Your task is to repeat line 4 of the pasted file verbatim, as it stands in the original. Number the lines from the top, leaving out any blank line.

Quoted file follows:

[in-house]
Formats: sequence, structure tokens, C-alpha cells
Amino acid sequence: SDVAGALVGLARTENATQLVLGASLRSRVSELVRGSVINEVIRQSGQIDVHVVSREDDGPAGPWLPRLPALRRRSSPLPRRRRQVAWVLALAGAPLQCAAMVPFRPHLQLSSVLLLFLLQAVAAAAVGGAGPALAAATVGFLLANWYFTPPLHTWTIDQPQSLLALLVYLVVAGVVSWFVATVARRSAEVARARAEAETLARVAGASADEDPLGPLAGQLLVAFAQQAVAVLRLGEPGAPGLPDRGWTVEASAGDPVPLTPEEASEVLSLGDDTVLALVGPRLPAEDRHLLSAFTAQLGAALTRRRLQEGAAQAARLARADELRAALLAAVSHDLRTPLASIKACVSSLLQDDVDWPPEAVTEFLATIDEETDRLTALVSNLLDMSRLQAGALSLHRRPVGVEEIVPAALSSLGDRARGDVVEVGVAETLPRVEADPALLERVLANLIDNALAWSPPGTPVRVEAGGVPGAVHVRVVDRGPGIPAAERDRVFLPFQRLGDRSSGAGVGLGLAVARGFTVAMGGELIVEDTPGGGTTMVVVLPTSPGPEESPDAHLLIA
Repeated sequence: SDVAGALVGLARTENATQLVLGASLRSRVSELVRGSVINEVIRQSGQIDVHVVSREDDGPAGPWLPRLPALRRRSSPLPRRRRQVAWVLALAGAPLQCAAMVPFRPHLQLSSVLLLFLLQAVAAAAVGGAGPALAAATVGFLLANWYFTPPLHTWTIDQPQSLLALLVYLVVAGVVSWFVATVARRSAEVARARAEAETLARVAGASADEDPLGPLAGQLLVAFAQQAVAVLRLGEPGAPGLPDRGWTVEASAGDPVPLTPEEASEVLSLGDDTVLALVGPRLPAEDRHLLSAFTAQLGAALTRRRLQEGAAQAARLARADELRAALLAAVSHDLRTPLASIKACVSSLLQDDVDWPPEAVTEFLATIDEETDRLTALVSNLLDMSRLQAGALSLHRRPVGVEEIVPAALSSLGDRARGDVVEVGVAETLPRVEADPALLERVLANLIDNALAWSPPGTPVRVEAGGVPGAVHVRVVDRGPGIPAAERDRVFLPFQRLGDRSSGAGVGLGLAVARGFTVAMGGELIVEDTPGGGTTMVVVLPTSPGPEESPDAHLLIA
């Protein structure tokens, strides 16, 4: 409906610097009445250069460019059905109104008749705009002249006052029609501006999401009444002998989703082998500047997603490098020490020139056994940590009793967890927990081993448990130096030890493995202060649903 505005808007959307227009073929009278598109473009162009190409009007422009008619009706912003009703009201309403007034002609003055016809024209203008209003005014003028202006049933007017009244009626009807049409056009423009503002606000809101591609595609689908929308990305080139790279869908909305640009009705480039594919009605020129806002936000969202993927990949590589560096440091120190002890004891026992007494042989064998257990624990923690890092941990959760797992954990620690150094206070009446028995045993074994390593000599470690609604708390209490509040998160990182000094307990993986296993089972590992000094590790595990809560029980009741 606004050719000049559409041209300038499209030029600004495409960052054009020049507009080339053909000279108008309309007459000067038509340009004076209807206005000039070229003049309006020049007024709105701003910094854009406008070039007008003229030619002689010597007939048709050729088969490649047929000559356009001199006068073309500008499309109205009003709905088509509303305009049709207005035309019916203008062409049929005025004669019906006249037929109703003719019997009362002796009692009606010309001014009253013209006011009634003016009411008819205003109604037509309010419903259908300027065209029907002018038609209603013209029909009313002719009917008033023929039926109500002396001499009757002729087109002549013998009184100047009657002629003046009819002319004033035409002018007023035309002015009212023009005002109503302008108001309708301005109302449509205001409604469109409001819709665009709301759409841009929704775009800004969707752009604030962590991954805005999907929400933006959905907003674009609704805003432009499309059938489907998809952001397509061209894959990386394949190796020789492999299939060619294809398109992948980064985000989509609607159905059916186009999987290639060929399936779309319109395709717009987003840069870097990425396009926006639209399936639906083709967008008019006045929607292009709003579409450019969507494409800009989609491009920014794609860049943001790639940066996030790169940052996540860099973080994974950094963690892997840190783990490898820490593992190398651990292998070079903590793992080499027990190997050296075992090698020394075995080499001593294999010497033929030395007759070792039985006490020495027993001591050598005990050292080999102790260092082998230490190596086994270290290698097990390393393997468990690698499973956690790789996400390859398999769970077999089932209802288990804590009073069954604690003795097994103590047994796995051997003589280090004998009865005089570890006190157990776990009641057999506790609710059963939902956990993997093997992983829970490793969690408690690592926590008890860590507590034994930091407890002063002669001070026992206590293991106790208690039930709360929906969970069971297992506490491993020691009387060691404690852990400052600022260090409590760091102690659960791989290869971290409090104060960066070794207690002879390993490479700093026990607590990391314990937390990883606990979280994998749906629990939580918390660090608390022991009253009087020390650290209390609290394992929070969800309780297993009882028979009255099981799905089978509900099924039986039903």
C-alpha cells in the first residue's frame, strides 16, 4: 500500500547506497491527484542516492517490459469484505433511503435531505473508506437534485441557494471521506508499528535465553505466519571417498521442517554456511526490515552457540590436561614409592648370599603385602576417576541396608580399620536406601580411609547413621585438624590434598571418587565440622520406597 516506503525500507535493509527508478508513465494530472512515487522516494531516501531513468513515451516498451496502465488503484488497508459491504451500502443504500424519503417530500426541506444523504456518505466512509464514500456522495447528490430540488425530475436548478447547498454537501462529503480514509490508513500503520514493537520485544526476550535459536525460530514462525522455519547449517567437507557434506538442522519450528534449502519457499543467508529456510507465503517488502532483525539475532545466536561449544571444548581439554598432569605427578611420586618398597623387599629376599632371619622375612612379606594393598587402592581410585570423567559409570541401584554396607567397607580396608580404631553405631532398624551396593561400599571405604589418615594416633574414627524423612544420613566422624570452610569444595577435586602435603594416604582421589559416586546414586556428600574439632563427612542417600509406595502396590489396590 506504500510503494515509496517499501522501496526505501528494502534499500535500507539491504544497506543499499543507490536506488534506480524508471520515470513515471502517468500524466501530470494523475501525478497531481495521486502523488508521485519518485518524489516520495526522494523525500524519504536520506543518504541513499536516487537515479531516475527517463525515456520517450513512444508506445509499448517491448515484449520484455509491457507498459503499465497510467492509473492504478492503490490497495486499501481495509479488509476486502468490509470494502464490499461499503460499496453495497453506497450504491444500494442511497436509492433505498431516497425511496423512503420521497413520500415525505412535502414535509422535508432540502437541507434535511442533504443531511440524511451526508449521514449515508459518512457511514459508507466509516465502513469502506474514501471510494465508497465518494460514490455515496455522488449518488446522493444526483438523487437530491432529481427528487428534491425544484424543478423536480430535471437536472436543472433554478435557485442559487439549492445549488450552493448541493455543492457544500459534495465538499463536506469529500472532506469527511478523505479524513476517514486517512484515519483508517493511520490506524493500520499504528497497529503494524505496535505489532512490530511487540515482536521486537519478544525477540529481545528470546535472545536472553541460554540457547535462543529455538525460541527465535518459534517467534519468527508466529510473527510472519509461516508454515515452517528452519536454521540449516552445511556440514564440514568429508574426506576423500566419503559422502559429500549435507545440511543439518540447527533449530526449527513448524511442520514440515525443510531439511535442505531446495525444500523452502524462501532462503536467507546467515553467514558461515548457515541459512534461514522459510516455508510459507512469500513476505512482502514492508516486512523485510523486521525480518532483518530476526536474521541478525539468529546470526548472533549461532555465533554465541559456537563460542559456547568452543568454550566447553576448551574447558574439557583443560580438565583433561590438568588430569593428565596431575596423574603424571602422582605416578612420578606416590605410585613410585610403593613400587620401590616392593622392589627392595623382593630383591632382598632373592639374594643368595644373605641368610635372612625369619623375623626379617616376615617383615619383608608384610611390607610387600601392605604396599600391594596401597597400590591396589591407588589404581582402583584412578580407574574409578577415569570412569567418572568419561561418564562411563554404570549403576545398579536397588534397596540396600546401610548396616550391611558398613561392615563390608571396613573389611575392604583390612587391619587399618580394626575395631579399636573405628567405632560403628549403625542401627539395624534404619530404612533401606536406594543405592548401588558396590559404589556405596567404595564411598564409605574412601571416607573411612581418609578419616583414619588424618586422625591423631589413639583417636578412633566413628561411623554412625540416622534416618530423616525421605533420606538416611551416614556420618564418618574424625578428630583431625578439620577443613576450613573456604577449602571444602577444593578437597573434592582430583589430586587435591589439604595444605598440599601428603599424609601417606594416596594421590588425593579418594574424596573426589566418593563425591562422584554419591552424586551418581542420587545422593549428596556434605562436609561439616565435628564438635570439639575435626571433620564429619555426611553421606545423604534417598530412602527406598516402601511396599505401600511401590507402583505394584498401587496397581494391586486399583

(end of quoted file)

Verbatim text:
Repeated sequence: SDVAGALVGLARTENATQLVLGASLRSRVSELVRGSVINEVIRQSGQIDVHVVSREDDGPAGPWLPRLPALRRRSSPLPRRRRQVAWVLALAGAPLQCAAMVPFRPHLQLSSVLLLFLLQAVAAAAVGGAGPALAAATVGFLLANWYFTPPLHTWTIDQPQSLLALLVYLVVAGVVSWFVATVARRSAEVARARAEAETLARVAGASADEDPLGPLAGQLLVAFAQQAVAVLRLGEPGAPGLPDRGWTVEASAGDPVPLTPEEASEVLSLGDDTVLALVGPRLPAEDRHLLSAFTAQLGAALTRRRLQEGAAQAARLARADELRAALLAAVSHDLRTPLASIKACVSSLLQDDVDWPPEAVTEFLATIDEETDRLTALVSNLLDMSRLQAGALSLHRRPVGVEEIVPAALSSLGDRARGDVVEVGVAETLPRVEADPALLERVLANLIDNALAWSPPGTPVRVEAGGVPGAVHVRVVDRGPGIPAAERDRVFLPFQRLGDRSSGAGVGLGLAVARGFTVAMGGELIVEDTPGGGTTMVVVLPTSPGPEESPDAHLLIA